These authentication vectors 230 may, in exemplary embodiments, be configured according to standard formats, such as the formats specified in 3GPP TS 43.020 v7.2.0 and related specifications. Accordingly, the authentication vectors 230 in a 3GPP network each comprise a 128-bit authentication challenge value as well as a 32-bit “expected response” value. The expected response value, or ARES, is generated by the authentication server 160 as a cryptographic function of the authentication challenge value and a 128-bit secret key that is known only to the wireless device 110 and the authentication server 160. The wireless device's identity may thus be “proven” by determining whether the wireless device 110 can produce the same cryptographic response from the authentication challenge value.

In many conventional authentication schemes, the authentication challenge value (called RAND in 3G systems) is randomly generated. In some embodiments of the present invention, however, the authentication challenge value is modified to include information from which the wireless device 110 may derive a network address for a data server. Thus, in the message flow of FIG. 2, data server address information is embedded in the modified random authentication challenge (M_RAND). As described in more detail below, these modifications to the authentication challenge value need not change the format of the authentication messages in any way. As a result, MSC/SGSN 210 (and other nodes in the visited wireless network) need not be modified to handle the modified authentication challenges.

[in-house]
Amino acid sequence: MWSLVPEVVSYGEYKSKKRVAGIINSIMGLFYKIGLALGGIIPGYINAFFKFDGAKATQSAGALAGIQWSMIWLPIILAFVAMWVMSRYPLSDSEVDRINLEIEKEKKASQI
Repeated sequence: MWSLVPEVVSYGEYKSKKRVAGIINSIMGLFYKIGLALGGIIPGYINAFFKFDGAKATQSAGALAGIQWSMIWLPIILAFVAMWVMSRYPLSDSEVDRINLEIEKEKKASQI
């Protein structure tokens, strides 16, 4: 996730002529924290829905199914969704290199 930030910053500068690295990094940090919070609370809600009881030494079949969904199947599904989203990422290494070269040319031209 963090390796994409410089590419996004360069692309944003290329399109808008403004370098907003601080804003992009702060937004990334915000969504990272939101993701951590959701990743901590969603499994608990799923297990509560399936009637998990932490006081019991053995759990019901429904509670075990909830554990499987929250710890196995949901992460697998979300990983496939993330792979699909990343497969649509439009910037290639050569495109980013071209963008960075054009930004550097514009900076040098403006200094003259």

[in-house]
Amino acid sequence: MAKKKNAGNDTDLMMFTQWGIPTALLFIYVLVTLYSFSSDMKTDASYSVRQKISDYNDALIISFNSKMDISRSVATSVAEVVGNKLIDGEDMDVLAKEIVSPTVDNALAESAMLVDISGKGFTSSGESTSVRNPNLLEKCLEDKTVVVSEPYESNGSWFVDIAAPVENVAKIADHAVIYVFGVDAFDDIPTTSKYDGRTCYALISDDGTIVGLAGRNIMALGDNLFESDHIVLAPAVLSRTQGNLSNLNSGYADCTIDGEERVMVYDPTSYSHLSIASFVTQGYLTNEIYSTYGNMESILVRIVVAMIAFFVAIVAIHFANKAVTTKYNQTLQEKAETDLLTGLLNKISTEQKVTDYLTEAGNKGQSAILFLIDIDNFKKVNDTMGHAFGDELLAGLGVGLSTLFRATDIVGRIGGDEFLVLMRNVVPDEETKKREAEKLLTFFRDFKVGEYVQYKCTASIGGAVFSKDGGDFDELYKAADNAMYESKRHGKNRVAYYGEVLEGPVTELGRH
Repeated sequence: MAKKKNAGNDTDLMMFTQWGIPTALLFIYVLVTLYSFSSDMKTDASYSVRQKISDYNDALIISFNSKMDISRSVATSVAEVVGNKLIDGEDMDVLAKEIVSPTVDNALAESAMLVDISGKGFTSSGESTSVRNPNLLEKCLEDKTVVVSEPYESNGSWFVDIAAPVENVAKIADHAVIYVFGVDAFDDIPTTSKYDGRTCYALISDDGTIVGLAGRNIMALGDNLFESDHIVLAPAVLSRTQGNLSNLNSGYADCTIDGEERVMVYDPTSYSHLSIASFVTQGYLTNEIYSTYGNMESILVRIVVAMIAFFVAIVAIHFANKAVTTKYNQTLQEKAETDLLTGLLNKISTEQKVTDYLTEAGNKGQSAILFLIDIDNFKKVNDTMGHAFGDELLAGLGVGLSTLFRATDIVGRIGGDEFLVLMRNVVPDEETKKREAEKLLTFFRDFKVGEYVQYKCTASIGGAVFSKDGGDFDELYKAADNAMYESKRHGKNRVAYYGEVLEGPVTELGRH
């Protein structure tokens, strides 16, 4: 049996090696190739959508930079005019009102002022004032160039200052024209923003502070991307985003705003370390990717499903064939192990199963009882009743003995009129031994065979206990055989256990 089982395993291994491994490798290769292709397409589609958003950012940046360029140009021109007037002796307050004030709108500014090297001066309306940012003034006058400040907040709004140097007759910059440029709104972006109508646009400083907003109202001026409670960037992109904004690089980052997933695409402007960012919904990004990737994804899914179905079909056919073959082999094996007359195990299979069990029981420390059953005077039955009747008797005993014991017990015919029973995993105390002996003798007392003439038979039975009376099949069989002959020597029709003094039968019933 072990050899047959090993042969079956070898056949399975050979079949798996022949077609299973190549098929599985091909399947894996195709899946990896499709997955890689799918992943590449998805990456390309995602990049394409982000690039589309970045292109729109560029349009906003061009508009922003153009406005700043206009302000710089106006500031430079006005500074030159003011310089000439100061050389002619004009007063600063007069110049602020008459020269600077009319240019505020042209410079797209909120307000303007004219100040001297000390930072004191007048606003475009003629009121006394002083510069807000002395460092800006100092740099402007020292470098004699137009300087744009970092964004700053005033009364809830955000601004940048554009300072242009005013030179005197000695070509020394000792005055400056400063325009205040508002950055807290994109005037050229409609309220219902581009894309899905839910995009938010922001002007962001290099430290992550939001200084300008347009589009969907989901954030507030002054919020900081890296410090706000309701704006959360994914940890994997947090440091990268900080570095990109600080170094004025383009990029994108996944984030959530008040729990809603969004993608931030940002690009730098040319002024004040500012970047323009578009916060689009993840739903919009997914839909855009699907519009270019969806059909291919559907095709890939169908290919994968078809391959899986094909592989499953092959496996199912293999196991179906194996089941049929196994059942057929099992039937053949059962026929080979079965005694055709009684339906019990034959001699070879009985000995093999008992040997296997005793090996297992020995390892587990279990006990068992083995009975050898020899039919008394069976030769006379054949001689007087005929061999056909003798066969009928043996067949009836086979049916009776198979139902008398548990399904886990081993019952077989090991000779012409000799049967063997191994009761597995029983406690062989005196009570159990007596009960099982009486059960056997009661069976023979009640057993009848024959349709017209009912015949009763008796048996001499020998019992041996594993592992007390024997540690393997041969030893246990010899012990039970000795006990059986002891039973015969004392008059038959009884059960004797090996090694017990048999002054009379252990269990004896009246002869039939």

In any event, at least a first one of the authentication challenge values, M_RAND(1), is forwarded to the wireless device 110, as shown at 240. Wireless device 110 computes a response value, RES(1), as a cryptographic function of the authentication challenge value and a secret key, Ki, as shown at block 250. Because the wireless device 110 uses the same cryptographic function as the authentication server 160 (in GSM systems, the so-called A3 algorithm) and has shared knowledge of the secret key Ki, the resulting response value RES(1) is identical to the corresponding expected response XRES(1) computed by the authentication server 160. Thus, wireless device 110 forwards RES(1) to MSC/SGSN 210 for verification, as shown at 260. At block 270, RES(1) is compared to ARES(1); a match confirms that wireless device possesses the secret key Ki. Because only the wireless device actually corresponding to the originally-transmitted PIMSI should have that secret key, this process confirms the identity of wireless device 110. The visited network may then permit the wireless device 110 to access the network.